Screenwriter: Eric Aghimien
Editor: Eric Aghimien (Spike)
Visual Effects: Eric Aghimien
Special Effects, Make-Up and Prosthetics: Hakeem ‘Effect’ Onilogbo
Line Producer: Christian Mordi
Music/Original Music: Bez, Kuvu, Bondo, Jon Oogah/Freeman Okafor
Production Designer: Hakeem Onilogbo and Godwin Aghimien
Producer: Eric Aghimien
Executive Producer: Banji Adesanmi and Eric Aghimien
Director: Eric Aghimien
Cast 
Ivie Okujaye-Egboh
Sambasa Nzeribe
Tope Tedela
Majid Michel
Richard Brutus
Victor Eriabie
Gina Castel
Adebayo Thomas
Imoudu ‘DJ Moe’ Ayonete
Shola Thompson-Adewale
Production Studio: Hills Pictures and PTV Production
Distribution Company: Hills Pictures
Genre: Action/Crime
Date Released: September 2016
Language: English and Pidgin English(Subtitled in English)
Synopsis 
Slow Country tells the story of a homeless teenage mother, who sought refuge in the arms of a drug kingpin, just so she could be able to cater for her son. The kingpin ushers her into the underground world of prostitution and drug trafficking. However, she is soon faced with a serious dilemma when she gets fed up…and tries to break free.
Plot 
Kome (Ivie) is ready to do whatever it takes to cater for her son Peter (Adebayo). With the help of a ruthless drug kingpin Tuvi (Sambasa), Kome and her best friend Ola (Gina) gets drawn into prostitution and drug trafficking. The pay is quite good. And all seems to be rosy at first; until the ghost of memories past catches up with her.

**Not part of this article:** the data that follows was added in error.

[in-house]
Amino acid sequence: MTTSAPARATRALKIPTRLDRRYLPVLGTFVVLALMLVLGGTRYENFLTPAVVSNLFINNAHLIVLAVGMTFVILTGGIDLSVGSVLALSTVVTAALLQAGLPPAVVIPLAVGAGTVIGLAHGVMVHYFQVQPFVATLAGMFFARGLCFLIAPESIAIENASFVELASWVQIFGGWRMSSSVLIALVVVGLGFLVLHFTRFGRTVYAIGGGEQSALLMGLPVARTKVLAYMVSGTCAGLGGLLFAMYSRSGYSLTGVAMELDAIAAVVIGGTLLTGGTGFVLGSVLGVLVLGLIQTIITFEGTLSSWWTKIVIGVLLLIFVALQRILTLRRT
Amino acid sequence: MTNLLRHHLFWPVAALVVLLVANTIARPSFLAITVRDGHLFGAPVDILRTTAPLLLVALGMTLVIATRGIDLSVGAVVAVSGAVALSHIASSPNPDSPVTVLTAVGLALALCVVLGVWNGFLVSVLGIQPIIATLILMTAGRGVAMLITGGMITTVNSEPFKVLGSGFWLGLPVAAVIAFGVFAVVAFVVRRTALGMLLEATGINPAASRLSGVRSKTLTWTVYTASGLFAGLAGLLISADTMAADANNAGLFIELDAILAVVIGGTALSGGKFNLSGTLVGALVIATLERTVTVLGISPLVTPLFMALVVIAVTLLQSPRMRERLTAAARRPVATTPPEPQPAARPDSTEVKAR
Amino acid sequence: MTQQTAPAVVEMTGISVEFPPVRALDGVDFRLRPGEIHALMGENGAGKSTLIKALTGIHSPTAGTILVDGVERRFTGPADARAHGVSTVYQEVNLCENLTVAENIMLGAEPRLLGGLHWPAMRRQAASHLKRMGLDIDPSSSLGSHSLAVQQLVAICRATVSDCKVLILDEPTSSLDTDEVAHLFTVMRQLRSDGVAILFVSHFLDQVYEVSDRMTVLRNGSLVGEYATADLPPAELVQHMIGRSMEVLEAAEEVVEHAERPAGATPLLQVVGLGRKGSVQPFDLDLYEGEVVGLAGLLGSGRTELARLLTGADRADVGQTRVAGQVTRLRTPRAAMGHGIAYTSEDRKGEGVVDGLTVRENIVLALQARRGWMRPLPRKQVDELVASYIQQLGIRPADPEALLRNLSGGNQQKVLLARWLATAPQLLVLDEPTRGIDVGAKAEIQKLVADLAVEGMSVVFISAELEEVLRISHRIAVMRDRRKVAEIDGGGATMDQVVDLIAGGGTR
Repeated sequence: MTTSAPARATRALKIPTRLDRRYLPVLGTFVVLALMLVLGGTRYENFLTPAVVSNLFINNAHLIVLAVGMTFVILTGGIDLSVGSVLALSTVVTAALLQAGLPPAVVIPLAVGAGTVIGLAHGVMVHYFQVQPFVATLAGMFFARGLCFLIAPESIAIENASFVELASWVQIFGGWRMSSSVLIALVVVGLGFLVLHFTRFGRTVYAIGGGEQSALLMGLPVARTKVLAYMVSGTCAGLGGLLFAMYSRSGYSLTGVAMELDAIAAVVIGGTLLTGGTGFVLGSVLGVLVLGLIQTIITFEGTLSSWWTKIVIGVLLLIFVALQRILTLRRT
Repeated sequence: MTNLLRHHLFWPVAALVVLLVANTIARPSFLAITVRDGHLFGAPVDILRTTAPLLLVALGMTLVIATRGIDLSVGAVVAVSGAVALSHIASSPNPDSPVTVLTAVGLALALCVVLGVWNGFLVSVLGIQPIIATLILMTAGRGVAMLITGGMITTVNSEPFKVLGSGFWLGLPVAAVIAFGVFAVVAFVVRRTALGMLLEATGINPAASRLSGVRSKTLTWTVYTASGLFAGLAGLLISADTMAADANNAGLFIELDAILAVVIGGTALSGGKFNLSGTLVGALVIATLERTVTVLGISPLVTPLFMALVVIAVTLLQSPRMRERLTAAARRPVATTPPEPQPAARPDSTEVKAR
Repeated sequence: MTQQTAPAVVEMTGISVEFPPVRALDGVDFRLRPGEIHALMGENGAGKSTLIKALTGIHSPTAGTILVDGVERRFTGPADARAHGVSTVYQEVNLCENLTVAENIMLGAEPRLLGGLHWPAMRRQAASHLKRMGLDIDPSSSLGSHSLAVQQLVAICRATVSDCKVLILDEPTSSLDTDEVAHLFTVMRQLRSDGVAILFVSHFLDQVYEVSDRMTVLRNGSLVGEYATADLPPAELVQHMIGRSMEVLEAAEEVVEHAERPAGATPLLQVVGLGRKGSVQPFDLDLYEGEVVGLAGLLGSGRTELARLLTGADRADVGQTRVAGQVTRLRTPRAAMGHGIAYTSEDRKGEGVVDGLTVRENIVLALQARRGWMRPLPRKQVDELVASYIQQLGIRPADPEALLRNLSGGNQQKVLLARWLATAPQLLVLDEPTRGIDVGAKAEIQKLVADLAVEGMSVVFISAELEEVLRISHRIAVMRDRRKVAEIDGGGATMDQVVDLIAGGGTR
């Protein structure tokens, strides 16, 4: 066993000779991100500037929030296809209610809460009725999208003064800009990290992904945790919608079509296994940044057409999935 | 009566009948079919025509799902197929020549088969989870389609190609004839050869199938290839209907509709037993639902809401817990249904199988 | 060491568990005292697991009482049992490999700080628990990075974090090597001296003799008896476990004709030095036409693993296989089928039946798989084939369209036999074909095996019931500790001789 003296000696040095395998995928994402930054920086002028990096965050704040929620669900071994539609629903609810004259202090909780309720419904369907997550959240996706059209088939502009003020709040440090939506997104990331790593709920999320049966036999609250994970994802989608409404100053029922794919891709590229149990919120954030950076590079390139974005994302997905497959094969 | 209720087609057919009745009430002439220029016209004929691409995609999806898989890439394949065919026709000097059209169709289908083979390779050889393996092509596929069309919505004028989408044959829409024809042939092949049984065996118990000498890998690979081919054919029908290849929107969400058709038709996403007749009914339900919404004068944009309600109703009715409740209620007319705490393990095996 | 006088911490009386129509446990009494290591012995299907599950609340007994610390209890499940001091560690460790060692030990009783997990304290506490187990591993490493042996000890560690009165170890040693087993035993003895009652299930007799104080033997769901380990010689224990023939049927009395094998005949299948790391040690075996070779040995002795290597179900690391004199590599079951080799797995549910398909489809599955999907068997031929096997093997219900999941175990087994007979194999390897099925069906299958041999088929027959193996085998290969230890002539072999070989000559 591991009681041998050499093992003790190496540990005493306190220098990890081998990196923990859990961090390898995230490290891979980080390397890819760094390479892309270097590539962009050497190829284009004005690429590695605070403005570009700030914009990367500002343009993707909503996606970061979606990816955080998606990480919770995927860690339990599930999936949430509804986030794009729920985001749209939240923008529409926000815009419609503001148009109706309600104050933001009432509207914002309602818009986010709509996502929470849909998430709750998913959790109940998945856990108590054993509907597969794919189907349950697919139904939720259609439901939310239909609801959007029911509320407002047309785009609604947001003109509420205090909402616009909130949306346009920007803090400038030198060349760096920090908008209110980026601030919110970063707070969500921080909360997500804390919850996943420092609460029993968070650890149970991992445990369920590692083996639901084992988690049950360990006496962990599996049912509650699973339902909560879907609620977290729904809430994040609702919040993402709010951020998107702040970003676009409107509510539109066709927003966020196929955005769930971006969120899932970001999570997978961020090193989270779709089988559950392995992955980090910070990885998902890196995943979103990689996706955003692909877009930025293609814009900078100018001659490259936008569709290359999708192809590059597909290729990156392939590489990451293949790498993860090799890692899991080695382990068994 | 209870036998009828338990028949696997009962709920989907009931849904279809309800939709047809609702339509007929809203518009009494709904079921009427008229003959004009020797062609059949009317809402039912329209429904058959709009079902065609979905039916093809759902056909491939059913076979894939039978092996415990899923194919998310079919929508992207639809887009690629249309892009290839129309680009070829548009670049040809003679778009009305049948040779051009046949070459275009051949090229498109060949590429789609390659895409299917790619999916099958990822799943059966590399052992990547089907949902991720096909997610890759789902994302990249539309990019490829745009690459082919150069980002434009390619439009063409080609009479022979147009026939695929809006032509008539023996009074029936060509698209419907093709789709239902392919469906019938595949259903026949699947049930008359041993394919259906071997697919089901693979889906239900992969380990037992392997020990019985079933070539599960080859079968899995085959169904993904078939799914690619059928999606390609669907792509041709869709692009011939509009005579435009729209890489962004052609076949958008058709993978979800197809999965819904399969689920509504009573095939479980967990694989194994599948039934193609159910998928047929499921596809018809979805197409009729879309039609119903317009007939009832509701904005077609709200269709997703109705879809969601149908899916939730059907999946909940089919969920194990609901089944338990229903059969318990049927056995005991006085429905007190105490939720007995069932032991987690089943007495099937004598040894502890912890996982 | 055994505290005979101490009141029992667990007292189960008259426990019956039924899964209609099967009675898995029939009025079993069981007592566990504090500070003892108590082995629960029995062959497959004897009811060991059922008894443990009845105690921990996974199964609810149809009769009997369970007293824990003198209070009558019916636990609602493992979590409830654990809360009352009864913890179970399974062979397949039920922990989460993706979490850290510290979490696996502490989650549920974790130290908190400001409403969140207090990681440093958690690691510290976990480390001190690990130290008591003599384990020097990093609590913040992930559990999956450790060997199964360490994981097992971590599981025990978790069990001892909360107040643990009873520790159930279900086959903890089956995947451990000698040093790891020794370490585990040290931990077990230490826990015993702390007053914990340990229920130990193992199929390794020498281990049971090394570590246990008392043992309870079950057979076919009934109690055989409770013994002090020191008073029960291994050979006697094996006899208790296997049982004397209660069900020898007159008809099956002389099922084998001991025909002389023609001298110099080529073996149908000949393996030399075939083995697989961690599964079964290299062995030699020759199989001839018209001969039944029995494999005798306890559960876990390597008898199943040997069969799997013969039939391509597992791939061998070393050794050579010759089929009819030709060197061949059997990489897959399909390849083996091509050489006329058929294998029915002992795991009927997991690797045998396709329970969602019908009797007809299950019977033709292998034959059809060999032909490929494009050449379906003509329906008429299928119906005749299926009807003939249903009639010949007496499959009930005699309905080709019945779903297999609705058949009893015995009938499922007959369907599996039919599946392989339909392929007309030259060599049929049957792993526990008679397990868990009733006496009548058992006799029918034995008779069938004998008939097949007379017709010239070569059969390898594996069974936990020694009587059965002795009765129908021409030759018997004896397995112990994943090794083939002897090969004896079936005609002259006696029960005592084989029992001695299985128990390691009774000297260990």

Her ex-boyfriend Osas (Tope) suddenly shows up, after 7 years of abandoning her. He is now an NYSC corps member teaching in Peter’s school and class, in particular. Osas tries to win back Kome’s heart. But fails at each attempt.

During a deal, Tuvi gets into a brief row with a fellow drug dealer Brasko (Brutus). As he is clearly angered by Brasko’s advances towards Kome. Meanwhile, after several tries and pleas, Kome finally reconciles with Osas. She pleads with Tuvi to allow her leave the underworld, and start a new life. But Tuvi refuses to grant Kome’s plea.

Soon, an angry Tuvi gets to find out about Osas, and consequently rough-handles him. He accuses Osas of trying to make Kome leave the underworld.

At this point, it dawns on an enraged Tuvi that he would not only have to fight off Brasko’s advances towards Kome, but also that of the love-struck Osas, even if it means killing both of them….

CRITIQUE  

The Good
I was very impressed with the amount of work put into the props and set design. Every prop in virtually every scene, captured the essence of that particular scene, especially the firearms and ammo used. The set designs were quite impressive. From the scenes in Brasko’s den where the old damaged cars littered the landscape, to the scenes at the abandoned factory where virtually everything around you could literally be used as a weapon. They all lent further credence to the film’s gritty nature. Kudos to the Production Designer.
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The visual and special effects in this movie, further goes to show that its Director, Eric Aghimien has clearly charted a new course in the action genre, here in Nollywood. The visual effects in Slow Country, in my opinion, is the best yet to be seen so far as Nollywood’s action movies are concerned. The Director clearly bettered his efforts in A Mile From Home, on this one. The gun battles, the explosions, the car crash, the hand combats, the dismembered limbs, and pummeled faces were even more gritty and gory. Big ups to the Director and Hakeem Effects!